An Open Letter to Jeff Sessions and all United Methodists

In response to the rally by white supremacists, neo-Nazis and the KKK in Charlottesville, Virginia, the general secretary issues a statement to United Methodists and an open letter to Attorney General Jeff Sessions.

This past weekend, the United States experienced terrorism at the hands of white supremacists, neo-Nazis, and the KKK during a rally in Charlottesville, Virginia. Lives were lost and people were injured, all in the name of hatred, racism and xenophobia.

I have written a letter to Attorney General Jeff Sessions. Mr. Sessions leads the Department of Justice – the federal agency charged with protecting the civil rights of all people in the United States. He also happens to be a United Methodist.

Read my letter here.

I encourage you to read this letter and to send your own letter to the attorney general here. We must call upon our leaders to reject racism and bigotry and to take up the mantle of justice and peace.

While we hold our leaders accountable for their work in the halls of power, we must also look inward at our churches, our communities and ourselves. The United Methodist Church is not without complicity in the evils of white supremacy and racism, as past sins and present challenges remind us.

White Christians have a particular duty to be in conversation with and learn from our neighbors. We must also become allies with communities of color and religious minorities, and show up in the struggle for racial justice. As a white person, I take this to mean standing alongside and taking up the concerns of impacted people as my own.

The Church challenges “individual white persons to confess their participation in the sin of racism and repent for past and current racist practices” (Book of Resolutions, 3376).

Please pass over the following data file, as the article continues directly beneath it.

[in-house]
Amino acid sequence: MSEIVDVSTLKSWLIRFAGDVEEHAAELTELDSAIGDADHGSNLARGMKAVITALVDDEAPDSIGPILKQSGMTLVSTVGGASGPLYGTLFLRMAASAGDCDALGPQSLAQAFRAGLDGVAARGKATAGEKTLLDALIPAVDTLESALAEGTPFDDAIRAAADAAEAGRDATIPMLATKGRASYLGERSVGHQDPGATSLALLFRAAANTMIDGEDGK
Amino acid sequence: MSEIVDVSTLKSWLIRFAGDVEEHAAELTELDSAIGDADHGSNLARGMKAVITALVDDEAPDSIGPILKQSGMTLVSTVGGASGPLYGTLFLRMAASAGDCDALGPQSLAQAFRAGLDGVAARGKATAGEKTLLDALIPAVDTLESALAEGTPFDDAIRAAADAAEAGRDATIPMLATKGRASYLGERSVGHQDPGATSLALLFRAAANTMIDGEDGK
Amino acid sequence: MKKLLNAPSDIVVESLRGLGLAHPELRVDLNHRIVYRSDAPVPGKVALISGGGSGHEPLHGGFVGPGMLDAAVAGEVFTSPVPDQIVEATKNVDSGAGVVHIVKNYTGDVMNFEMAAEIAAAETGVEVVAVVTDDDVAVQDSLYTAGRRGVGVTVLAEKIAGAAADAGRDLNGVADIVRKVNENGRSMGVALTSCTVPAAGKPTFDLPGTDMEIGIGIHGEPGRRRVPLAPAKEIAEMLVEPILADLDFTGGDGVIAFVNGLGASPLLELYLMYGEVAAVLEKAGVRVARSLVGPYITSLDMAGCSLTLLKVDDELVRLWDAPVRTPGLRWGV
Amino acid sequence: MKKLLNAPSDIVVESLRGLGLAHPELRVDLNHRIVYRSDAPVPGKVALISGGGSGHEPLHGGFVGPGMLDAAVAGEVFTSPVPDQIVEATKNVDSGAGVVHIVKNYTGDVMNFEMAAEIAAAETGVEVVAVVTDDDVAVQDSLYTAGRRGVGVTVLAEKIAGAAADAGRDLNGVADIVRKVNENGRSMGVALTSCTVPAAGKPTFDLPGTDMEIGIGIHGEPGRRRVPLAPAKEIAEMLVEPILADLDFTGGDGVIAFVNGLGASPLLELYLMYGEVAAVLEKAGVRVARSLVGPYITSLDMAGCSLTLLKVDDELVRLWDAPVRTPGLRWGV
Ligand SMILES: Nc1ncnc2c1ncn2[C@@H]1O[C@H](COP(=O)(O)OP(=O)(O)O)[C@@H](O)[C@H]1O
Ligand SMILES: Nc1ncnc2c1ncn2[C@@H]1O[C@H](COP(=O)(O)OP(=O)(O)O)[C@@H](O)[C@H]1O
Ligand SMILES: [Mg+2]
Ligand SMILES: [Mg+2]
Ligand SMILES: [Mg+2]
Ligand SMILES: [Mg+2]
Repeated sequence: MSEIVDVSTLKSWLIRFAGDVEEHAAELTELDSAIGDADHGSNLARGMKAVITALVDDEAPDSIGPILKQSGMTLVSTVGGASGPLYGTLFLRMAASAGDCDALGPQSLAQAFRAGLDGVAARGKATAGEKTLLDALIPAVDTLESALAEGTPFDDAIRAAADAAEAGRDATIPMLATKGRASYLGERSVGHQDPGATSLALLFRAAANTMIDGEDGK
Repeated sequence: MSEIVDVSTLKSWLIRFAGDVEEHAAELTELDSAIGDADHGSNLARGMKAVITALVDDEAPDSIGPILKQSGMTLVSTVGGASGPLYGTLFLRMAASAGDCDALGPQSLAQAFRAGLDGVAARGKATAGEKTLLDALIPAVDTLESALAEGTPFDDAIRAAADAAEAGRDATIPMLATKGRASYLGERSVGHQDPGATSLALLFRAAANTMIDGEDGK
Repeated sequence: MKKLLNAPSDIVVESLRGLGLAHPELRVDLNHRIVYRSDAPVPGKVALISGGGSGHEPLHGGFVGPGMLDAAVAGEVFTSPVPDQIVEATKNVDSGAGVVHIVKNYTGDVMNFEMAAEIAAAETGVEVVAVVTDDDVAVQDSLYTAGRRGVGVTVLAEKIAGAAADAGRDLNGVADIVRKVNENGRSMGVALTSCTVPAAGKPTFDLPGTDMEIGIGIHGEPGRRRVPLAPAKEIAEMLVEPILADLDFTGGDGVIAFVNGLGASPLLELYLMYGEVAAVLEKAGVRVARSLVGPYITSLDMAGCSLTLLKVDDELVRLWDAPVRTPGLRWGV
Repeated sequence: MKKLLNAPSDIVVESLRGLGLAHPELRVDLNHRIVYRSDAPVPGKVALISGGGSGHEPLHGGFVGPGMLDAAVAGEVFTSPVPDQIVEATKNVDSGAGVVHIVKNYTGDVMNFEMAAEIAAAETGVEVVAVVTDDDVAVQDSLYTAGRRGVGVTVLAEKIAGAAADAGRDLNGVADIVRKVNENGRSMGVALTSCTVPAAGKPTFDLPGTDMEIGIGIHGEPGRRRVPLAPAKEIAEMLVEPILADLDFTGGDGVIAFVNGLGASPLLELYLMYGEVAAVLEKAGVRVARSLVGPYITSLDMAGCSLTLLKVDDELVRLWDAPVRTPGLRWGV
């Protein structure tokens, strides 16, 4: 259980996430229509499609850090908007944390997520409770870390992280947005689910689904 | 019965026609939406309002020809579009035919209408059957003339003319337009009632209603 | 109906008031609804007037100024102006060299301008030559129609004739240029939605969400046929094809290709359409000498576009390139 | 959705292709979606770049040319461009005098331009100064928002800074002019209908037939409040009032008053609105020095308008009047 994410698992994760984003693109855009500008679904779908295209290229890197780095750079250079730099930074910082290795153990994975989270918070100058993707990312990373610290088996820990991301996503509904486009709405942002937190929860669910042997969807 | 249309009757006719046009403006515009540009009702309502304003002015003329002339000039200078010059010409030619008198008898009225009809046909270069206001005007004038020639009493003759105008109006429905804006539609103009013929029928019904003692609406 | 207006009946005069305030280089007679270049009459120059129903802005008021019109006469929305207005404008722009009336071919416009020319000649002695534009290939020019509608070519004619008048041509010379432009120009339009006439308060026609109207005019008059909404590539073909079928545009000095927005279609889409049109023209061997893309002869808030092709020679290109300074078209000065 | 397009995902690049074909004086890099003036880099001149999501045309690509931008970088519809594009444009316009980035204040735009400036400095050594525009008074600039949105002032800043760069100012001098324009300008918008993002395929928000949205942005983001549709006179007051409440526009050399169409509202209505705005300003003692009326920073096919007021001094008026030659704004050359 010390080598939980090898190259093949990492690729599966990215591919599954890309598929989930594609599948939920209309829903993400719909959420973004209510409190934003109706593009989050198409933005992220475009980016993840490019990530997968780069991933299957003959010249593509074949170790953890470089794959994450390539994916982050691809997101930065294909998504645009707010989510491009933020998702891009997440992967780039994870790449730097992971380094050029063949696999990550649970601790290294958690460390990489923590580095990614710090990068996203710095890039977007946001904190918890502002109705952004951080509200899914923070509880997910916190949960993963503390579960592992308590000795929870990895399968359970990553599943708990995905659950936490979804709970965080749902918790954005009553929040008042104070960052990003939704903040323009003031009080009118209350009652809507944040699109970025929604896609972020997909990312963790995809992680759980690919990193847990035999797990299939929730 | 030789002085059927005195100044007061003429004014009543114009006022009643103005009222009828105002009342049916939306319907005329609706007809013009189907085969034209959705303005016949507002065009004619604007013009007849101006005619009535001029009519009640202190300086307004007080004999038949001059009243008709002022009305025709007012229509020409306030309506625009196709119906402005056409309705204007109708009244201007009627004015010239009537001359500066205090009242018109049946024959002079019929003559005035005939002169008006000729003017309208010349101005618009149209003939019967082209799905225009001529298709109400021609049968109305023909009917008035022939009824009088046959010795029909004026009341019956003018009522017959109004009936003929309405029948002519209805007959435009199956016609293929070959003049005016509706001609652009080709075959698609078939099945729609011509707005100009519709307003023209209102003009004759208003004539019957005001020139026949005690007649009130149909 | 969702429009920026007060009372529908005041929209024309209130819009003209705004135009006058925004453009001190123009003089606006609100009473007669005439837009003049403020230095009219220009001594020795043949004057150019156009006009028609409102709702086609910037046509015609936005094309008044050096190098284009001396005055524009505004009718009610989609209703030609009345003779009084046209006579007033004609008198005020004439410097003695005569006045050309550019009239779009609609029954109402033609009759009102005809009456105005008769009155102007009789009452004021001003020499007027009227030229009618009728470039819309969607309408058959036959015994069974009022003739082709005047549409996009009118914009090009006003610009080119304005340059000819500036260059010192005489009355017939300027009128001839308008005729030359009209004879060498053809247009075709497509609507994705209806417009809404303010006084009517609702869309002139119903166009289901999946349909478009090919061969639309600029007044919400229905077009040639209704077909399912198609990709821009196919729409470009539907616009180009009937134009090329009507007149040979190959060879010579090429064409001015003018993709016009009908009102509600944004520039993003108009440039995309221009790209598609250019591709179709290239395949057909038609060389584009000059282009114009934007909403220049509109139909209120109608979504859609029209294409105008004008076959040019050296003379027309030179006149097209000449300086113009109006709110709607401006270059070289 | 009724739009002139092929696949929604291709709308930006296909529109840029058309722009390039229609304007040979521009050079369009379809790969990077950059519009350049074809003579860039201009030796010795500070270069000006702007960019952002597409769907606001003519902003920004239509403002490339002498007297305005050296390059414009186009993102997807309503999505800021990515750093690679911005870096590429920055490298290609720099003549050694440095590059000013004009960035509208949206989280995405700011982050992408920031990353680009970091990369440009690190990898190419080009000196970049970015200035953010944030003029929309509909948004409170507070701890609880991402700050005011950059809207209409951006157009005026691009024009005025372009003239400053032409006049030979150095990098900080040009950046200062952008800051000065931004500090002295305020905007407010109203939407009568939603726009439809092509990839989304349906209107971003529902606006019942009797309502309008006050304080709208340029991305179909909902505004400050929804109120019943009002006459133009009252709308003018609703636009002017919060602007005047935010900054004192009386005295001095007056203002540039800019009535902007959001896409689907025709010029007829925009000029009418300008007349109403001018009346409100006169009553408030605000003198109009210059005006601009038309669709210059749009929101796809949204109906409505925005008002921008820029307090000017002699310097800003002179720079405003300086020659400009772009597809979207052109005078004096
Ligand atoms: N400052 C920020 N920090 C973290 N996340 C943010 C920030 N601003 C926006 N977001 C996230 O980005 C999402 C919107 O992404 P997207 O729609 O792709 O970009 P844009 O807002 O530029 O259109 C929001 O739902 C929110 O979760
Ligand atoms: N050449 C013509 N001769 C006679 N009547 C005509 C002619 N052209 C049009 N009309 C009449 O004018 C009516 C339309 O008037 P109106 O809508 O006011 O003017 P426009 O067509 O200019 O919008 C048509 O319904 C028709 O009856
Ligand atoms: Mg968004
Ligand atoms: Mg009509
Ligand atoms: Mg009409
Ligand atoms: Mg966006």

This work is not done in isolation. Being an ally means being in solidarity.

I urge all congregations and conferences to stand with the communities closest to them who are threatened by racism. Racism is not only the expression of hate, but it is the perpetuation of economic injustice, enactment of discriminatory housing and education policies, implementation of unjust policing practices, infringements on voting rights and more. The sin of racism is not only a problem in Charlottesville; it is in our own home towns. If you do not know how racism is impacting people on your own block or in your own city, learn about it and take action:

  • Engage civically at the local, state and federal level by advocating for reforms that will dismantle the systemic racism in U.S. policies.
  • Invest spiritually, economically, and with other personal and public resources in people and communities experiencing racism.
  • Finally, this is not simply a matter of policy; it’s a matter of people. Build and deepen relationships across racial lines. Among white Americans, 91 percent of our social circles are entirely white. We can and must do and be better. The General Commission on Religion and Race has numerous resources for churches and individuals here.

We must continue to pray and learn about white privilege, institutional racism and systemic bigotry. I urge all United Methodists to reaffirm their baptismal vows and recommit to resisting evil.

This hard, but important, work of personal repentance, societal transformation, and fully embracing each other as vital parts of the body of Christ is for United Methodists across the connection. This work is not confined to one annual conference or one jurisdiction. People of faith from Charlottesville to Chicago and Seattle to Savannah share the burden and responsibility to engage. May we create space in our hearts, congregations, and communities for justice to roll down like waters and righteousness like an ever-flowing stream.

In peace,